Hope this helps. Happy flying!


This blog provide us with all we need to test and experiment Visual Inertial Odometry using the T265.

Thanks to Thien for this awesome series of Labs :clap::clap::clap:

1 Like

@LuckyBird congrats, as always a really good job.
Have you noticed relevant difference in flight test between this implementation and the ROS based one?

If the confidence on pose estimation is good you can try to lower this params (till 0.01):
EK2_VELD_M_NSE = 0.1

Another thing to try is to increase the rate limit for external navigation fusion (near 14Hz now)

For what I know to half that value (70ms) we have to double the relevant buffer here:

we can substitute OBS_BUFFER_LENGTH with 2*OBS_BUFFER_LENGTH.

But I don’t know if those are the only mods to do to have the rate limit doubled in ext nav data fusion, here @rmackay9, @ppoirier and @tridge could help us.


I loaded the software and scripts as per instructions (minors issues - typos that will be corrected in the text above), and the system worked as expected.

First outdoor test was conducted in the shade, facing side of building and results where generally OK. Will continue testing and tuning to get my setup rock solid in loiter before switching to guided. Confidence level was steady @ 100% throughout the test.

This is my test ‘‘mule’’ : Flamewheel 450 + CUBE + Jetson NANO :


Connected to the NANO - GPIO + FET Driver

LED turn on when level is HIGH, giving visual feedback without having to look at the GCS. Basically it is writing to GPIO using the User-Space Mapping : sys/class/gpio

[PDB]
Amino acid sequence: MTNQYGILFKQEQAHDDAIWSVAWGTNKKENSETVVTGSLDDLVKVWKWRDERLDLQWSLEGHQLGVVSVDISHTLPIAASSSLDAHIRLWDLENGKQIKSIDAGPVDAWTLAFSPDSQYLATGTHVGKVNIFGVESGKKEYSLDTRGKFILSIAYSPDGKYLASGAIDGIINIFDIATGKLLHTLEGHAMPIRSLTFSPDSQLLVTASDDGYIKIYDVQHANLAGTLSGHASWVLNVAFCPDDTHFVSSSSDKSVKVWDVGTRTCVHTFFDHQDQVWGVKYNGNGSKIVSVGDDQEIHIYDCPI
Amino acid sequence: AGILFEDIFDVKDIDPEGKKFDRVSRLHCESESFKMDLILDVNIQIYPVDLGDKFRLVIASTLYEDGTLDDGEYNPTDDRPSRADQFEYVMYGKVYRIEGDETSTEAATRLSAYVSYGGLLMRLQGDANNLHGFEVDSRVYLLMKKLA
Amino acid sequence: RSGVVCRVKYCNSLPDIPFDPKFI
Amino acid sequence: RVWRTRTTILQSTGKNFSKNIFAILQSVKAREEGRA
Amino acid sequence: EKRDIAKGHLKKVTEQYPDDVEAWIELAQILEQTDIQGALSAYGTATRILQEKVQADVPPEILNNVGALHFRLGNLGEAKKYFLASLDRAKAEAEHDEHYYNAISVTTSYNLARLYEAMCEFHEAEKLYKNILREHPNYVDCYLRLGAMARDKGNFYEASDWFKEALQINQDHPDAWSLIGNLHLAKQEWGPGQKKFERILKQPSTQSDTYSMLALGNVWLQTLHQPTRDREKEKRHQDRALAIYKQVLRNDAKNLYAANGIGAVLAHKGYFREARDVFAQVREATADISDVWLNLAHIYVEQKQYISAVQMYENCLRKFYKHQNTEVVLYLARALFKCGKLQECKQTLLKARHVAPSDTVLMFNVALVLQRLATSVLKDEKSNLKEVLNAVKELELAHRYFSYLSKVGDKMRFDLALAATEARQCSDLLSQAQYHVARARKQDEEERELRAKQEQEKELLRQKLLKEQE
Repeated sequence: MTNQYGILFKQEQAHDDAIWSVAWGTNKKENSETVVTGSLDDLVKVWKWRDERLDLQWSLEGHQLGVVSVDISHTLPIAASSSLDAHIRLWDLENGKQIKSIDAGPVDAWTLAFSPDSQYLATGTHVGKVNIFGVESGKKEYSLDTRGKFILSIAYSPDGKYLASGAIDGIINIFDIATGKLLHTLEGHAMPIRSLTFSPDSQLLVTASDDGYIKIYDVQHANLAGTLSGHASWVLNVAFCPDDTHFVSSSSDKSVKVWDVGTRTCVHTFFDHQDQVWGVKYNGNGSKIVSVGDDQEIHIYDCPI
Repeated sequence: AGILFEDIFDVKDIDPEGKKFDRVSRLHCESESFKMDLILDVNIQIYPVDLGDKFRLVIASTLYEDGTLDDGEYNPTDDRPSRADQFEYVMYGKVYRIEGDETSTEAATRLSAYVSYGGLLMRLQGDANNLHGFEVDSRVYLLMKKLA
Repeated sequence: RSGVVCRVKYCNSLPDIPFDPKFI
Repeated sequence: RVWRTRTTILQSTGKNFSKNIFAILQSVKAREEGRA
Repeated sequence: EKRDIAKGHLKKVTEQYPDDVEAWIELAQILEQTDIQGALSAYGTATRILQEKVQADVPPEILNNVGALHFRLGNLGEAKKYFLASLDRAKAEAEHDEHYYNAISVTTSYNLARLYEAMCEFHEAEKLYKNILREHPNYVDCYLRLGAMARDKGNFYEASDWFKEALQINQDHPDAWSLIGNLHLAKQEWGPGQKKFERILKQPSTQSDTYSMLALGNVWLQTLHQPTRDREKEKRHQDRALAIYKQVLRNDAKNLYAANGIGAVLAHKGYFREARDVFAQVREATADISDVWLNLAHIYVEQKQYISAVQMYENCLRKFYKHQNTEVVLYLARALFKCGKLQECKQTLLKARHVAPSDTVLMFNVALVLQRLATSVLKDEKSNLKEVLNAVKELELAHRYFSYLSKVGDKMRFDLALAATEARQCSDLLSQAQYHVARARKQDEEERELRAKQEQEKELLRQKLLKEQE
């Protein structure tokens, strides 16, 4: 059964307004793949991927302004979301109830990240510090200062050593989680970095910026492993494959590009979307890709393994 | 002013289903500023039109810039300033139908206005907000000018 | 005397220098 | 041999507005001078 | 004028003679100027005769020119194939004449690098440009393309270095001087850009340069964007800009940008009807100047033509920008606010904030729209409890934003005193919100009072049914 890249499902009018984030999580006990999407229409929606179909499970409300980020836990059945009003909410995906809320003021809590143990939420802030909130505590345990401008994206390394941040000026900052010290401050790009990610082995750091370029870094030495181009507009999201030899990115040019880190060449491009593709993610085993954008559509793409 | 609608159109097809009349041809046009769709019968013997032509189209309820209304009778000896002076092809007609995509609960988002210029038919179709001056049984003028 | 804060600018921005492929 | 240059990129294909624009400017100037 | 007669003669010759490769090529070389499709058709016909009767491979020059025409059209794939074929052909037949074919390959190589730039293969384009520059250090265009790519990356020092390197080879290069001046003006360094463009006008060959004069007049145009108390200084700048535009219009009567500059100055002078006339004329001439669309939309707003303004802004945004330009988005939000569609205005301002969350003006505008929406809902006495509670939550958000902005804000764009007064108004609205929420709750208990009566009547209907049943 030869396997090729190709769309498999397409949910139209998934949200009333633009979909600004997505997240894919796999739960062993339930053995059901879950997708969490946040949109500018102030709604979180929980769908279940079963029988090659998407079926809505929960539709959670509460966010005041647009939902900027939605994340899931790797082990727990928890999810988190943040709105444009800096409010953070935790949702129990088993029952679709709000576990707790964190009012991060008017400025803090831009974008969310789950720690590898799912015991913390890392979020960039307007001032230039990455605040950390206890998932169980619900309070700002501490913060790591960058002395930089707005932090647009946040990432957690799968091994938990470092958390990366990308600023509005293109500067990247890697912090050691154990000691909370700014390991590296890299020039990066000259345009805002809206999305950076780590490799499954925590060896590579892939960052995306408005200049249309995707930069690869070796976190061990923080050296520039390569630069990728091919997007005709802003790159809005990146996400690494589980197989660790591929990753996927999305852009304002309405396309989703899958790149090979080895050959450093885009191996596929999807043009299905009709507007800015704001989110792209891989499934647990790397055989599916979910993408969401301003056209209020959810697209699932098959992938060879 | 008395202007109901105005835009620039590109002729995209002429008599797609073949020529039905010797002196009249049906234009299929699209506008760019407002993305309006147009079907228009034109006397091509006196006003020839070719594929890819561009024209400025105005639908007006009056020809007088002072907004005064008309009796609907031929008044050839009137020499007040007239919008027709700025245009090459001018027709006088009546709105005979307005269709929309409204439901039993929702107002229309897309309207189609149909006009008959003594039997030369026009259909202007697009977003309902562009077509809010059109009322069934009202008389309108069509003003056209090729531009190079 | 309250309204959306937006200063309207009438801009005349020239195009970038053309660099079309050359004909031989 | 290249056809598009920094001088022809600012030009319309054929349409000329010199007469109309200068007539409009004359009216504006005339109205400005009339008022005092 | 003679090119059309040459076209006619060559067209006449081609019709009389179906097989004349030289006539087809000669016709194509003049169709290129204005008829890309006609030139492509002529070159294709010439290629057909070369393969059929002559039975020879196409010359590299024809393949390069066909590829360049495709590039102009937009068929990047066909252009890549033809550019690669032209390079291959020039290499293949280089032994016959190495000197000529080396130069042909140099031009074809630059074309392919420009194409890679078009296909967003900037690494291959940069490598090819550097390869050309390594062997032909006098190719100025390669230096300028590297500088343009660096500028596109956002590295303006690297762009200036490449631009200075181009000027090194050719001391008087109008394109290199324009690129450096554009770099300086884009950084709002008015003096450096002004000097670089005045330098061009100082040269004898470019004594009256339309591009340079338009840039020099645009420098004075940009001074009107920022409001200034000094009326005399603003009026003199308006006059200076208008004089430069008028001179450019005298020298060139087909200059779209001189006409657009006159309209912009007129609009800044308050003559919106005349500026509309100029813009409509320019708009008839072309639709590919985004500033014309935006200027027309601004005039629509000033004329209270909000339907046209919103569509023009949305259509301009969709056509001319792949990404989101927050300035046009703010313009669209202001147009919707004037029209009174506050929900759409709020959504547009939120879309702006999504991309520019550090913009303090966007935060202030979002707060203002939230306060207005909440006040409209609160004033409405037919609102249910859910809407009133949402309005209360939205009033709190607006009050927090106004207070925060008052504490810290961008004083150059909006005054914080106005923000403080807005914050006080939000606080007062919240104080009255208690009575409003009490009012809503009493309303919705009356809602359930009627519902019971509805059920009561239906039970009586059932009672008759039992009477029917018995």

Thanks to Thien ,I followed your blog and tested it,It works very well. I tested fly at giude and auto and smart return . But my copter loiter accuracy is still not very good. It drifts a little. Especially it can hardly be used outdoors. So I tried to turn t265 toward the ground and modify the matrix. When I start it, I let t265 point forward. But the location information of the copter is wrong. Are there any problems? Does the downward effect of t265 really improve?
for downward I noly modified
H_aeroRef_T265Ref = np.array([[0,1, 0,0],[1,0,0,0],[0,0,-1,0],[0,0,0,1]])

Hi @zleo, if the T265 is facing down with the USB port pointing to the right, the matrices should be like as follows:

H_aeroRef_T265Ref = np.array([[0,1, 0,0],[1,0,0,0],[0,0,-1,0],[0,0,0,1]]), 
H_T265body_aeroBody = np.linalg.inv(np.array([[0,0,-1,0],[1,0,0,0],[0,-1,0,0],[0,0,0,1]]))

I have added this configuration to the script’s example, you can also use the latest one.

Additionally, note that yaw angle can be off by a bit if the camera is completely flat when the script starts/ros node launches, so tilt the head up a bit at the beginning (in my experience tilting the nose up will provide the most consistent yaw).

@LuckyBird Thanks a lot,According to your instructions, I modified matrices to like this
H_aeroRef_T265Ref = np.array([[0,1, 0,0],[1,0,0,0],[0,0,-1,0],[0,0,0,1]])
H_T265body_aeroBody = np.linalg.inv(np.array([[0,0,-1,0],[1,0,0,0],[0,-1,0,0],[0,0,0,1]]))
or like this
H_aeroRef_T265Ref = np.array([[0,1, 0,0],[1,0,0,0],[0,0,-1,0],[0,0,0,1]])
H_T265body_aeroBody =np.linalg.inv(H_aeroRef_T265Ref)
and tilt forward copter before start script,but the tracking path in missionplanner is still incorrect ,
Is there anything else to pay attention to?

Just for confirmation, is your T265 facing down, with the USB port to the right of the vehicle (with respect to moving forward direction)? If it is, then the first set of matrices should be correct.

I usually tilt the copter’s nose up like below, to have a consistent yaw:

When the quad icon appears on the Mission Planner map, does it face to the north or to some random direction? Could you provide more details on how is the path incorrect?

T265 is facing down and quad icon to random direction

in two restarts tracking trajectory is to take the drone forward for 5 meters and then come back
I tilt the copter nose up 45 degrees until a confidence prompt appears.

That sounds like the problem with down-facing cases, as described in this issue. I would suggest you experiment with this a bit: